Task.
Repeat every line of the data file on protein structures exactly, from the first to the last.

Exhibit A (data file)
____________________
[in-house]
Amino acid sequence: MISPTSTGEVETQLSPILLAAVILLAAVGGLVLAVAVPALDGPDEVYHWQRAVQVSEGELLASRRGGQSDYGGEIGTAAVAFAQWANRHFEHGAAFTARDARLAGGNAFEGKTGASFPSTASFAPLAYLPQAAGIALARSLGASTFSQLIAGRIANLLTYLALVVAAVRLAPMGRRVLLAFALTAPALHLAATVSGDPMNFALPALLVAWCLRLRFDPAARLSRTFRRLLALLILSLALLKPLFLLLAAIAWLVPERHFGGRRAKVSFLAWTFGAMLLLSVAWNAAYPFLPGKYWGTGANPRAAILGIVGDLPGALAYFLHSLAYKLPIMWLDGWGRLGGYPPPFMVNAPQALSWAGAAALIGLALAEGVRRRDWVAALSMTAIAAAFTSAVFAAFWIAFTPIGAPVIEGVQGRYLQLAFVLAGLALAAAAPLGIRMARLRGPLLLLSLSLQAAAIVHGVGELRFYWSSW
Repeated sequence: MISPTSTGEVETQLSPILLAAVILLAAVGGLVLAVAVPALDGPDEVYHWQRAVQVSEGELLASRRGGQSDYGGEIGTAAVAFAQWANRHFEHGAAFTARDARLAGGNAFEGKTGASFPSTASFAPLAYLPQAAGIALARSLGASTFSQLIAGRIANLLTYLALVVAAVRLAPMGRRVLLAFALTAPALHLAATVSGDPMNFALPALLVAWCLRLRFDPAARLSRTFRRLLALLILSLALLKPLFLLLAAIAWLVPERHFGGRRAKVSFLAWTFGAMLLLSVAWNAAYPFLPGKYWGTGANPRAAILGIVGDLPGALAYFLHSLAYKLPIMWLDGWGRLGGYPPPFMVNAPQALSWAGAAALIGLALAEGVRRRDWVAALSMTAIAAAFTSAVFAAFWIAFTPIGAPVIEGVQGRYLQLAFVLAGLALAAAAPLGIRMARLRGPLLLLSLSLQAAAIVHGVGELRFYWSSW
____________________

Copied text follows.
[in-house]
Amino acid sequence: MISPTSTGEVETQLSPILLAAVILLAAVGGLVLAVAVPALDGPDEVYHWQRAVQVSEGELLASRRGGQSDYGGEIGTAAVAFAQWANRHFEHGAAFTARDARLAGGNAFEGKTGASFPSTASFAPLAYLPQAAGIALARSLGASTFSQLIAGRIANLLTYLALVVAAVRLAPMGRRVLLAFALTAPALHLAATVSGDPMNFALPALLVAWCLRLRFDPAARLSRTFRRLLALLILSLALLKPLFLLLAAIAWLVPERHFGGRRAKVSFLAWTFGAMLLLSVAWNAAYPFLPGKYWGTGANPRAAILGIVGDLPGALAYFLHSLAYKLPIMWLDGWGRLGGYPPPFMVNAPQALSWAGAAALIGLALAEGVRRRDWVAALSMTAIAAAFTSAVFAAFWIAFTPIGAPVIEGVQGRYLQLAFVLAGLALAAAAPLGIRMARLRGPLLLLSLSLQAAAIVHGVGELRFYWSSW
Repeated sequence: MISPTSTGEVETQLSPILLAAVILLAAVGGLVLAVAVPALDGPDEVYHWQRAVQVSEGELLASRRGGQSDYGGEIGTAAVAFAQWANRHFEHGAAFTARDARLAGGNAFEGKTGASFPSTASFAPLAYLPQAAGIALARSLGASTFSQLIAGRIANLLTYLALVVAAVRLAPMGRRVLLAFALTAPALHLAATVSGDPMNFALPALLVAWCLRLRFDPAARLSRTFRRLLALLILSLALLKPLFLLLAAIAWLVPERHFGGRRAKVSFLAWTFGAMLLLSVAWNAAYPFLPGKYWGTGANPRAAILGIVGDLPGALAYFLHSLAYKLPIMWLDGWGRLGGYPPPFMVNAPQALSWAGAAALIGLALAEGVRRRDWVAALSMTAIAAAFTSAVFAAFWIAFTPIGAPVIEGVQGRYLQLAFVLAGLALAAAAPLGIRMARLRGPLLLLSLSLQAAAIVHGVGELRFYWSSW